The stiffed SEPTA widow: It took eight years and the Fraternal Order of Police to step in, but the widow of a slain SEPTA police officer finally got the thousands of dollars owed to her by a city police officer. FOP president John McNesby said he wanted to do right by Jeanne Sides Sewell, a breast-cancer survivor with mounting medical bills. On May 28, the FOP gave Sewell a check for $19,000, which included interest on the original $15,000 that Officer Patrick McCullough had borrowed from her in 2006 to buy his dream car. Sewell sent me a message that went for the FOP too: "Thank you a million times over." McNesby said Officer McCullough has since repaid the FOP.
Walk a Crooked Mile Books lives: The beloved Mount Airy bookstore that was scheduled to close this summer is getting new owners and a new location at Germantown Avenue near Durham Street. Longtime owner Greg Williams said it saddened him that the store won't be staying at its longtime location inside the historic Mount Airy train station. But he's "overjoyed" that it will go on.
Homeless Recovery Center fills a huge void: Dr. Bon Ku, the tenacious emergency-room physician who pushed for a much-needed homeless-recovery center, reports that it's off to a successful start. About 10 patients have been referred to the DePaul House men's shelter since it opened in March at Sprague Street near Price in East Germantown. Five are recovering at the center. "If the pilot continues to be successful, we hope to expand beds in the future," Ku said.
New wheelchair: Meredith Gill, a young quadriplegic who in January got stuck in the middle of busy John F. Kennedy Boulevard in a broken wheelchair, has a new chair. Gill got stuck in the middle of bureaucratic BS between Medicare and the chair vendor. After her story ran, many local politicians - including U.S. Sen. Pat Toomey - stepped up to help. In March, Gill sent me a picture of her new chair. "Here it is! Making its debut . . . and it's fantastic!"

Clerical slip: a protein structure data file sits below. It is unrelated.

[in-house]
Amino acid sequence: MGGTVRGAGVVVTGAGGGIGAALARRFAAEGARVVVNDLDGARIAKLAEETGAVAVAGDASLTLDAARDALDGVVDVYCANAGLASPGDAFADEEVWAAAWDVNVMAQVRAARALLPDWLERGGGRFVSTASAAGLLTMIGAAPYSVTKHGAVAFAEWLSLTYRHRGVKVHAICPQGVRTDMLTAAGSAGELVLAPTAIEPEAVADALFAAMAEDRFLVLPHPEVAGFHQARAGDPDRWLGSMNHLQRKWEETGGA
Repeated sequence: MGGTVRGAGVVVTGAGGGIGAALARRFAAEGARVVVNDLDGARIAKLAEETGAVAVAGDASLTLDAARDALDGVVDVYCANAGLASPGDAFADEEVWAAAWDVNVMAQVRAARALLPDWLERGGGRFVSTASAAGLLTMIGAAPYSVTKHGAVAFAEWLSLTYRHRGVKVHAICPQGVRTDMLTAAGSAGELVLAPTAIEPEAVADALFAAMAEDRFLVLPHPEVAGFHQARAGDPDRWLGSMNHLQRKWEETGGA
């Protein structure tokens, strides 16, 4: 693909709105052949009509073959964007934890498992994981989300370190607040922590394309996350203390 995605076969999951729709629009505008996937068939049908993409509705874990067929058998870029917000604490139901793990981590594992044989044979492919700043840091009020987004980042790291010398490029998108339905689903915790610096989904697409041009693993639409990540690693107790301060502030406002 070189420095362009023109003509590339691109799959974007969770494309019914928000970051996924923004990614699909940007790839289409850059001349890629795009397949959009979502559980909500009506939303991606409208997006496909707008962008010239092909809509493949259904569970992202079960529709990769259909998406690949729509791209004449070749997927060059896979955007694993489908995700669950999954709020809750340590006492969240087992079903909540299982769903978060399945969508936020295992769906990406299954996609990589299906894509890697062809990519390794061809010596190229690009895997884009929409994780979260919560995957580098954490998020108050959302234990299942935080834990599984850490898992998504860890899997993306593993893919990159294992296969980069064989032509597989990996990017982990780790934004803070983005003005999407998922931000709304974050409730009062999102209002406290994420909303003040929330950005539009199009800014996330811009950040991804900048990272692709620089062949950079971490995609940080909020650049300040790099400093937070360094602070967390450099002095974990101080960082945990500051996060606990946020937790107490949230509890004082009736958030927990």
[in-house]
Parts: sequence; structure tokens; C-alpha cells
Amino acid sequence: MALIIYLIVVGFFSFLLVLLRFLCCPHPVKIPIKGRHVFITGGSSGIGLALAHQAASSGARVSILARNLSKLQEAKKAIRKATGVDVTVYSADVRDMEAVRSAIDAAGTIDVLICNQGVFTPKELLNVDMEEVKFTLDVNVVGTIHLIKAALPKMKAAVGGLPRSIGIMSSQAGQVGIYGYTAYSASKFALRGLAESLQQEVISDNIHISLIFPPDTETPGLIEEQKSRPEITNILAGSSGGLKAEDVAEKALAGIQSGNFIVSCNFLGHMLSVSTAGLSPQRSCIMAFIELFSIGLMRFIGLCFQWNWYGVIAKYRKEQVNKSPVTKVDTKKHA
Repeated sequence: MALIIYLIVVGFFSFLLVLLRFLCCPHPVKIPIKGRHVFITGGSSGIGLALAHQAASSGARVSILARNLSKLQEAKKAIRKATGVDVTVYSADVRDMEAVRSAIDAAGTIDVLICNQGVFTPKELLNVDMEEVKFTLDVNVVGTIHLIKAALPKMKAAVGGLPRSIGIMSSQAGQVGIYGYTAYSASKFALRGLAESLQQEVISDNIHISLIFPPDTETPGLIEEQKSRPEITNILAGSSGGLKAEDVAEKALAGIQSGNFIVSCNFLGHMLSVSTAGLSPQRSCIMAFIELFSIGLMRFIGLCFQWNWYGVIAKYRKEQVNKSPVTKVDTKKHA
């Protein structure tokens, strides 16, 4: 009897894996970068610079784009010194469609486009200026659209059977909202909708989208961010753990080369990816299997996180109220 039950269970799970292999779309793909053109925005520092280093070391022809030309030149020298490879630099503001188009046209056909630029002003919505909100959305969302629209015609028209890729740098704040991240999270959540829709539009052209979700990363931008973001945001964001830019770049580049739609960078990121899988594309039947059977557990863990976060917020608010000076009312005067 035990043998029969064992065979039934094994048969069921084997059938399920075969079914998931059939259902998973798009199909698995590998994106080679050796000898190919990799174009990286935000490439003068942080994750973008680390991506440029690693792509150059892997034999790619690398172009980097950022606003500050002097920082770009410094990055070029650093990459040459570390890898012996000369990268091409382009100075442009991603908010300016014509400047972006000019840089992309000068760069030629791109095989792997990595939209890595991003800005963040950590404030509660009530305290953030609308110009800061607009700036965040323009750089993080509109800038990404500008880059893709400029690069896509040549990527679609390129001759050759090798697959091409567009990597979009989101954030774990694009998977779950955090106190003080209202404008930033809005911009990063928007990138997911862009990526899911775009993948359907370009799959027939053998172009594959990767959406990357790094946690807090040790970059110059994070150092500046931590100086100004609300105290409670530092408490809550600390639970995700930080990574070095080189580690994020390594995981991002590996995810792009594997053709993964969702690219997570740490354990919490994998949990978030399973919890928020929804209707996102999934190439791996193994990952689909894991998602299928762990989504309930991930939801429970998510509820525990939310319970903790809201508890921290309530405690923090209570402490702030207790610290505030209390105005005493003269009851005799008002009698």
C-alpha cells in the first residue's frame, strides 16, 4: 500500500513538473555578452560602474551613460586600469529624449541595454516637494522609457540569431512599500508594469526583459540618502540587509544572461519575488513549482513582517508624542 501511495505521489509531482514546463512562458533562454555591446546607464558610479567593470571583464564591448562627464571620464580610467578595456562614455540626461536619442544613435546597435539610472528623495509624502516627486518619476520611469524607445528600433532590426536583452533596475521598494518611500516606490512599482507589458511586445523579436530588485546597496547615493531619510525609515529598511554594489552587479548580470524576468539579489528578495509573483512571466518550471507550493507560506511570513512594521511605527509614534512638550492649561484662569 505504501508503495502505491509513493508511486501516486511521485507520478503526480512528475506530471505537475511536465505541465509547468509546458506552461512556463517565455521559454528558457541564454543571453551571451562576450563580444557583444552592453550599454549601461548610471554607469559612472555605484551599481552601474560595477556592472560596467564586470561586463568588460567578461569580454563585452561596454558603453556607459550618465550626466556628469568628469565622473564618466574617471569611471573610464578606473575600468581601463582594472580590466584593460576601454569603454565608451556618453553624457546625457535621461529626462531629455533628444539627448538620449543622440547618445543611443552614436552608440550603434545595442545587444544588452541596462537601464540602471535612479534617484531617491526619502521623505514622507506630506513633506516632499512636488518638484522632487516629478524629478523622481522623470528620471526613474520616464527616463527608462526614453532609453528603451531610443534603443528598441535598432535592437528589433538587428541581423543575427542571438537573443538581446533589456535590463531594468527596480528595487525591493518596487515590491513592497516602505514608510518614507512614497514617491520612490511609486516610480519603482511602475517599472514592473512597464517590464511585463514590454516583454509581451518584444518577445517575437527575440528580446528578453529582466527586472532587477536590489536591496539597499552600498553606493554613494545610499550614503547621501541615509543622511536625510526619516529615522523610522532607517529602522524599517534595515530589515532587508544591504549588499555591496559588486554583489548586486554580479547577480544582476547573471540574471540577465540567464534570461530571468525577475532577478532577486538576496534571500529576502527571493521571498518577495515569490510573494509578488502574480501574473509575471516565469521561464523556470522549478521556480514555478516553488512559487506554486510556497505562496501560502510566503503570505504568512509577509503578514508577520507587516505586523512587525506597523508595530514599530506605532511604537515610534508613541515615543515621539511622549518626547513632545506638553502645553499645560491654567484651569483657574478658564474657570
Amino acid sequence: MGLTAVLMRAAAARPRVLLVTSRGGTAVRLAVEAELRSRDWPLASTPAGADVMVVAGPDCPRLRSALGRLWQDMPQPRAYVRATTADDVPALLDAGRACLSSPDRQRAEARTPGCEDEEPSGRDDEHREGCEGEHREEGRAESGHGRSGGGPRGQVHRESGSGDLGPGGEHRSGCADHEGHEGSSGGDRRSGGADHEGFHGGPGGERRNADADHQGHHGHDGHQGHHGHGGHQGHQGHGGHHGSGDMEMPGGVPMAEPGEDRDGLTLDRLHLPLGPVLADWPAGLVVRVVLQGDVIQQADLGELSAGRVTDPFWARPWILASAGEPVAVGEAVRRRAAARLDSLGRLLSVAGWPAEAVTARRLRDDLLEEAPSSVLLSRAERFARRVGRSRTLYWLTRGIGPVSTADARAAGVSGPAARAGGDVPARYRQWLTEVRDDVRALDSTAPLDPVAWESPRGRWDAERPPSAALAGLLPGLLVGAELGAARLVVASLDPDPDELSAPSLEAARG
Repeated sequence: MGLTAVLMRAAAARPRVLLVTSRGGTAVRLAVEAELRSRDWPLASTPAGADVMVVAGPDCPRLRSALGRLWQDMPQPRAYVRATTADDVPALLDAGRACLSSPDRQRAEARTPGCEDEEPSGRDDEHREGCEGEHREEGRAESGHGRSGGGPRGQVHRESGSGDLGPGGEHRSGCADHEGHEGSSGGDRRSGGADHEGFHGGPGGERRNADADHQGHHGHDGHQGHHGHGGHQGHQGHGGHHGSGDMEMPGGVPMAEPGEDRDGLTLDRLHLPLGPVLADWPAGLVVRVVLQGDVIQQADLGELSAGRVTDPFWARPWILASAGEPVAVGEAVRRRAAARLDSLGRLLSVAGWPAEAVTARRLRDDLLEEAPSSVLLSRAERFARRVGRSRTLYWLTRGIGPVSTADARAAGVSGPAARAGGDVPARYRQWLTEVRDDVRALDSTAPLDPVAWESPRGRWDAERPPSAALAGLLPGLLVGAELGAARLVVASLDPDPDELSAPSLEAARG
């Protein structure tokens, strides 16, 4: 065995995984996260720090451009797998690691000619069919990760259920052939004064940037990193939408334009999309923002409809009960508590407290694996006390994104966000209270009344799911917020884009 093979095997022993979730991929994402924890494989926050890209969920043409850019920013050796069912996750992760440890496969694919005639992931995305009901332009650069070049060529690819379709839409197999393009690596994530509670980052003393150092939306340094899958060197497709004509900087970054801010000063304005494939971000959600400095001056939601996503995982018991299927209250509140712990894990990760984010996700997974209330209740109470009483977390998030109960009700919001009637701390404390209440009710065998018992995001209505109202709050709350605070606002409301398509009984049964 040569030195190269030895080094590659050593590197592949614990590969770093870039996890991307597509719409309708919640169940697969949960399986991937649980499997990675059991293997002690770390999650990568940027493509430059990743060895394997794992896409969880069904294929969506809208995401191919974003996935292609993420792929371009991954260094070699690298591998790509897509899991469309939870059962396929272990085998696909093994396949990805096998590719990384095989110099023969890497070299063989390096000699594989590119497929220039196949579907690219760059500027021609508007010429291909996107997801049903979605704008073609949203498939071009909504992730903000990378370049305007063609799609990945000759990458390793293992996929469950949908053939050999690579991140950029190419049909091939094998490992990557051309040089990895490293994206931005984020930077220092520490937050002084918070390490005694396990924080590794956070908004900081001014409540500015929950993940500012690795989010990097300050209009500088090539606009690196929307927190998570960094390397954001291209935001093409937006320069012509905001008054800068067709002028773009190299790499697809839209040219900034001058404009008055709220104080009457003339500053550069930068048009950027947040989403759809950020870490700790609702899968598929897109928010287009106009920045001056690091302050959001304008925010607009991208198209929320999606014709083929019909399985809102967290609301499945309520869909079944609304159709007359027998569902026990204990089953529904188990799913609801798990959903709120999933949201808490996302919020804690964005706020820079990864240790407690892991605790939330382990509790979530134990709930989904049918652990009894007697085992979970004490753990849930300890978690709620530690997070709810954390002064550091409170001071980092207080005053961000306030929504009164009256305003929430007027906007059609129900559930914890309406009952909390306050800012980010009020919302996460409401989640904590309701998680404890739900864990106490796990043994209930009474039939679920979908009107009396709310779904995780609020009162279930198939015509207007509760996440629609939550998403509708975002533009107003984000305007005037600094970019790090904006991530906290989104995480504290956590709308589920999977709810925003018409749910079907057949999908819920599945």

I wish it was all good news. A program that keeps first-time drug offenders out of jail just accepted its last class unless it gets more funding. The folks over at JEVS Human Services are scrambling to find money to keep its "The Choice is Yours" program going. As I asked last month, how can we afford not to fund a program that costs about $5,000 per participant, versus the $40,000 a year it costs to keep someone in prison?
When I posted a tweet updating readers who often ask, "Whatever happened to . . . ?" jokester Joel Mathis over at Philadelphia magazine tweeted back: "What ever happened to the Philly Shrug?"
Maybe the warm temps have me feeling uncharacteristically optimistic these days, but I've actually seen some improvement - mostly in young people and newcomers who seem a lot less inclined to accept things as they are just because that's the way they've always been.
Call me a dreamer, but I still believe that (cue music) one day the dreaded Philly Shrug is going to be a thing of the past, Philadelphia children will be able to get a quality education no matter what public school they attend and city streets will be clean of all trash. Oh . . . and the Sixers will be worth our time and emotion once again.
Hey, a girl can dream . . .
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